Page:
A few weeks ago we saw a populist uprising invade one of this culture’s most sacrosanct public institutions out of anger and disillusionment, among other factors; generally a repudiation of what was perceived as a corrupt cabal who ignores the will of the people. Within days the news was full of stories of the State tracking down and cracking down on the dangerous insurgents and tracing their words and actions. Alliances were suddenly severed, fingers were wildly pointed, threats were issued, straw men swiftly collapsed. An historic quake, the tremulous ground is still shifting.
This week we witnessed another social-media-fueled populist uprising that is shaking the opaquely vexing market of stock trading. Again we hear that this is an unwelcome ambush – one that is fanning the class rift between self-styled ivy-league “elites” and everyday workers (or out-of-workers) who radically barge into a space they are not welcomed in. With access to the wheel, seemingly moments later, Robin Hood puts on the brakes for traders, stemming a hemorrhage for the wealthy. Wall Street warriors are at once calling for regulations on an industry they have steadily de-regulated for decades. The financial and rhetorical upheavals apply great strain to the very foundations again. Everyone is incredulous.
We’re don’t intend to oversimplify here, but you have to admit there appear to be parallels in these stories.
In the end, we see the ripples through street art. Actually, sometimes we see the antecedents to events like these as well – but we may not recognize them as such until later. One cryptic prophet and cultural critic from the street art world, Don Leicht, passed away this week after a very trying illness. His original use of the digitalized Invader predates the high profile street artist of the same name; his comic/cutting assessments of modern hypocrisy echoed across walls of New York as early as the inception of the video game itself. A long time trusted friend and creative collaborator with street artist John Fekner, Leicht was quickly memorialized with this new installation on the street (below).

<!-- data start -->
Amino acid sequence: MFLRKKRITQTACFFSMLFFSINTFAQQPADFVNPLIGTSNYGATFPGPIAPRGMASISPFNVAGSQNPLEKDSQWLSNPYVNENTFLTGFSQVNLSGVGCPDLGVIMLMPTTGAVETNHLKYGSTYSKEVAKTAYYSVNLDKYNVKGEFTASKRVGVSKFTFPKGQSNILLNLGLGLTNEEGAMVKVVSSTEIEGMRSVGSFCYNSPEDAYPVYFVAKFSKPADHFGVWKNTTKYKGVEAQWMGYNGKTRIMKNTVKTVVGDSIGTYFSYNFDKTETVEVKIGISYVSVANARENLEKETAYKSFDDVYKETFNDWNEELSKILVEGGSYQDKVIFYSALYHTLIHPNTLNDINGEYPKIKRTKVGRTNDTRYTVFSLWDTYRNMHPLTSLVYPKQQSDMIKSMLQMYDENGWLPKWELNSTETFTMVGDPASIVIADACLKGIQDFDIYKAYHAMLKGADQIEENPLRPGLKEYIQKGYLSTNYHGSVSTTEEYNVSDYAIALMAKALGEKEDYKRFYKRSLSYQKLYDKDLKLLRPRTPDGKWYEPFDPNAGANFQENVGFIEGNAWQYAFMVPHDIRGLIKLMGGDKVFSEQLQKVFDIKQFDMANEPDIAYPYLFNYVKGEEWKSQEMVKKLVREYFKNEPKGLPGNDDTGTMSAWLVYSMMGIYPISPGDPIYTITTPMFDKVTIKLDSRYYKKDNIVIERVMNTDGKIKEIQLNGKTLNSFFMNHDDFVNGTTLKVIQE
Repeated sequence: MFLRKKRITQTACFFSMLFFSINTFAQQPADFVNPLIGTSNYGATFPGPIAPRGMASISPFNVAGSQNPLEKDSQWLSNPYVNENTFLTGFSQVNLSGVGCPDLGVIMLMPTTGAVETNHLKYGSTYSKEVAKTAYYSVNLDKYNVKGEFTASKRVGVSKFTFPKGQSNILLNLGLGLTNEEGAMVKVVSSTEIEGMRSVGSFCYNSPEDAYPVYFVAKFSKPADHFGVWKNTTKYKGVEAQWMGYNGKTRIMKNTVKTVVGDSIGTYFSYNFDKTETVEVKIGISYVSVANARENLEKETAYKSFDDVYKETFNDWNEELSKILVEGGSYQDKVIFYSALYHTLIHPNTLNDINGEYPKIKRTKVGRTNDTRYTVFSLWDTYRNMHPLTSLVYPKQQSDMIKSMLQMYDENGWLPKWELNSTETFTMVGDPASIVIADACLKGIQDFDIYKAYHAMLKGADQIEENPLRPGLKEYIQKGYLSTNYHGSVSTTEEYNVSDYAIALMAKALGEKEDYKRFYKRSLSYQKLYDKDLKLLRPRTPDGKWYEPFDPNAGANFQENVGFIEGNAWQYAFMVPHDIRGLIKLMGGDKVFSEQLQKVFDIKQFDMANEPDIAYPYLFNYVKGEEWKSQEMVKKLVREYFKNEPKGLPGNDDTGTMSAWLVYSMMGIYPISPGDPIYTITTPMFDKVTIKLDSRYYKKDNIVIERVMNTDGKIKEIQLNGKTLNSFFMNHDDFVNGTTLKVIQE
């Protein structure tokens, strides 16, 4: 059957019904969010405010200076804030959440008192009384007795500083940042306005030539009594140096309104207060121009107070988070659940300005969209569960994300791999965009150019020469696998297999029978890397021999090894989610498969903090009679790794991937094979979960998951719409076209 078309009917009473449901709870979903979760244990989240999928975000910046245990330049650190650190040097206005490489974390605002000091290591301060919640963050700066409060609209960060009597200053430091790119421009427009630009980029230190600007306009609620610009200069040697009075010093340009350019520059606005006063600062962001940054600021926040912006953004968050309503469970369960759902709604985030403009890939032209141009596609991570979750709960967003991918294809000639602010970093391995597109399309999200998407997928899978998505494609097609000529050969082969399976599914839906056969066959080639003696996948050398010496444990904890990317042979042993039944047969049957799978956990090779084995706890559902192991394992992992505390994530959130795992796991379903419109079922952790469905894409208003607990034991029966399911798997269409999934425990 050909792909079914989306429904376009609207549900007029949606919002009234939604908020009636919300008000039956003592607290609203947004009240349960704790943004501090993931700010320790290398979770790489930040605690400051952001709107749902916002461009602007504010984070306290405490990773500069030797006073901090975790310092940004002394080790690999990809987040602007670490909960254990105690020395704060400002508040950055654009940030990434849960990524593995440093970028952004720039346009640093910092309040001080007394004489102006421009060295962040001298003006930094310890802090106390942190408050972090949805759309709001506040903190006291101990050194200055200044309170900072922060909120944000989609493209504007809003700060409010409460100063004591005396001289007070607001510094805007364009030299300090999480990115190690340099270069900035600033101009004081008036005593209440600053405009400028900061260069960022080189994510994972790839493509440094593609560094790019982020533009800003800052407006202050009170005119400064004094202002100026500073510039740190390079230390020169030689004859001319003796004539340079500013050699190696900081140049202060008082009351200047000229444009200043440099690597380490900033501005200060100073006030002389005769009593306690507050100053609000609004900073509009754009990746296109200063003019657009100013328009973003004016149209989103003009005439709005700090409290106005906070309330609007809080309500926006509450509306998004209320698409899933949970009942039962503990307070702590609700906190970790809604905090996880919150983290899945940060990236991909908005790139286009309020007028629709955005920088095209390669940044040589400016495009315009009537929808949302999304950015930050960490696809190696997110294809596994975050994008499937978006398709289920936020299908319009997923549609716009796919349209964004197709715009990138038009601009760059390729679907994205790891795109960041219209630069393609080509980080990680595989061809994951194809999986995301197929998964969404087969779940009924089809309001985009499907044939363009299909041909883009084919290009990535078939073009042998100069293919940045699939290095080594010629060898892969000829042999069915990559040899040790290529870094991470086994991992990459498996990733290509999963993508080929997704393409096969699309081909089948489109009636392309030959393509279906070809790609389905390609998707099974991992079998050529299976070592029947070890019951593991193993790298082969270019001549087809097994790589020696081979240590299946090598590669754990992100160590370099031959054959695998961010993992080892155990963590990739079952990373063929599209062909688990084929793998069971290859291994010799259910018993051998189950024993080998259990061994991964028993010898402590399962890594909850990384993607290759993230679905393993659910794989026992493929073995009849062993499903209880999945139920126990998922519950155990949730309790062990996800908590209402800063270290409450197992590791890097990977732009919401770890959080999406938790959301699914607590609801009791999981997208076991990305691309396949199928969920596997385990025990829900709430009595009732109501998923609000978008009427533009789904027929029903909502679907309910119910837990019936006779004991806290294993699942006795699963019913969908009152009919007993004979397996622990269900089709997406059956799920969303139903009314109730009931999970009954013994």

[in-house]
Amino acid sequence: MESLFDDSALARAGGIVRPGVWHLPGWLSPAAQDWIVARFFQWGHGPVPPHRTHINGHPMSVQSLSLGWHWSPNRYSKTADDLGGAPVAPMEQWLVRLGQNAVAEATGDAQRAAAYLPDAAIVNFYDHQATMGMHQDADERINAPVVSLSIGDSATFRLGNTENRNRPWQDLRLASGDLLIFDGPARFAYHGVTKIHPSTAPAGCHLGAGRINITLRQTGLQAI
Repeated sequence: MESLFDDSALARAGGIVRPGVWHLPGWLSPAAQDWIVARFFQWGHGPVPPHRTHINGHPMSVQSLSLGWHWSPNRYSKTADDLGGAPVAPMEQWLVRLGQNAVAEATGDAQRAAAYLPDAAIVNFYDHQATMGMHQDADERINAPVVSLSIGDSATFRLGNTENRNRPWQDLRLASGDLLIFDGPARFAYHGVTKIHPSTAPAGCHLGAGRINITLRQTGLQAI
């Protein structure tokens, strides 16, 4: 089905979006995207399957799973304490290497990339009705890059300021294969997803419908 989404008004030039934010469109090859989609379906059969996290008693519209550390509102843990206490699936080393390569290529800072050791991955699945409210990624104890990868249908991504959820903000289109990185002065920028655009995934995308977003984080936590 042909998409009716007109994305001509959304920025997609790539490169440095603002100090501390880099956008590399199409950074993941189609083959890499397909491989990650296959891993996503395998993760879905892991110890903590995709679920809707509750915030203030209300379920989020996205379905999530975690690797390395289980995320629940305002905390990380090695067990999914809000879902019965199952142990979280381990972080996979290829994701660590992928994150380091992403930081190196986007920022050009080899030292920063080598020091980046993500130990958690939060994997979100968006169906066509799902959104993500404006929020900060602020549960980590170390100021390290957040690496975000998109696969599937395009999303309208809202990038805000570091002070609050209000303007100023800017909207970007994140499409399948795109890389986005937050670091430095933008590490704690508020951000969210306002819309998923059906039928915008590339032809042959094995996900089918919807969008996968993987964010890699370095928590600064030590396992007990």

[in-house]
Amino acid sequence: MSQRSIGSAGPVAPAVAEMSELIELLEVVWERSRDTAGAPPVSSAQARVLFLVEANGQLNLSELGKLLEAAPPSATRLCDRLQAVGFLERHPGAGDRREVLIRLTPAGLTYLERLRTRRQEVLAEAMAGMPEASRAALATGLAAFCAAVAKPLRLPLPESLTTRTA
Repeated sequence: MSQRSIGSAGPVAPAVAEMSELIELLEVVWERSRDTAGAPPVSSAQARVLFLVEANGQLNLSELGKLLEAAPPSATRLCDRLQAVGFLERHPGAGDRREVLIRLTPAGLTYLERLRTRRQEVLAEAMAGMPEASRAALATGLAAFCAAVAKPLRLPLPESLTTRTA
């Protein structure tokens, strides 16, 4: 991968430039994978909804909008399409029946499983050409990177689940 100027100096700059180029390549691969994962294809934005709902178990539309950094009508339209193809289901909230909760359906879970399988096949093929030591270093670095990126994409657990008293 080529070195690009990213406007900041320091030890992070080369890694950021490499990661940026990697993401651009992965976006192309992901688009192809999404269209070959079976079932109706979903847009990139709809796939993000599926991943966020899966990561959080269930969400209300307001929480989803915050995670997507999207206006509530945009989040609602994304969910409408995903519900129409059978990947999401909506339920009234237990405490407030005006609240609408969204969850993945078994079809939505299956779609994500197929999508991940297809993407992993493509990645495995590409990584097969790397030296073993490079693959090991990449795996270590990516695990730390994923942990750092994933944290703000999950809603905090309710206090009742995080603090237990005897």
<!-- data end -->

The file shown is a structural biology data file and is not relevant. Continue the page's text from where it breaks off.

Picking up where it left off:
Here’s our weekly interview with the streets, this week featuring 1UP Crew, Bastard Bot, Below Key, CRKSHNK, De Grupo, Don Leicht, Duke A. Barnstable, Ethan Minsker, Freedom, John Fekner, Maks Art World, Nick Walker, No Sleep, and Young Samo.
Reposted from John Fekner:
“Don Leicht (October 12th, 1946-January 22nd, 2021)Don was my fierce older Libra brother, colleague and collaborator throughout almost fifty years of friendship. Don was a passionate and devout painter who played by his own Bronx cool rules; whether as a teacher in the public school system in the South Bronx, or in his hand-written personal writings or hand-cut metal, plastic or cardboard sculptural works, all visually charged with a deep meaning and social purpose. His imagery could spark a laugh or a smile; but were intended to cause a reaction within a viewer’s heart, mind and soul.
Don was a steadfast bridge to carry me through my sometimes unwieldy behavior. He would provide answers with care, understanding and positivity; whether it was in person or through a 10-minute or hour phone call. Within our conversation (and with many of his friends), he would always repeat the message as to be sure that you ‘got the message’ and would act accordingly. Don always had a simple soothing solution: ‘Get one thing done by the end of the day.’
Don was preceded in death by his wife Annie; and he will be deeply missed by his two sons, Anthony and Nicky, who helped their father throughout his overwhelming health issues, especially in this past year.
Walk on dear friend. We celebrate your life work!”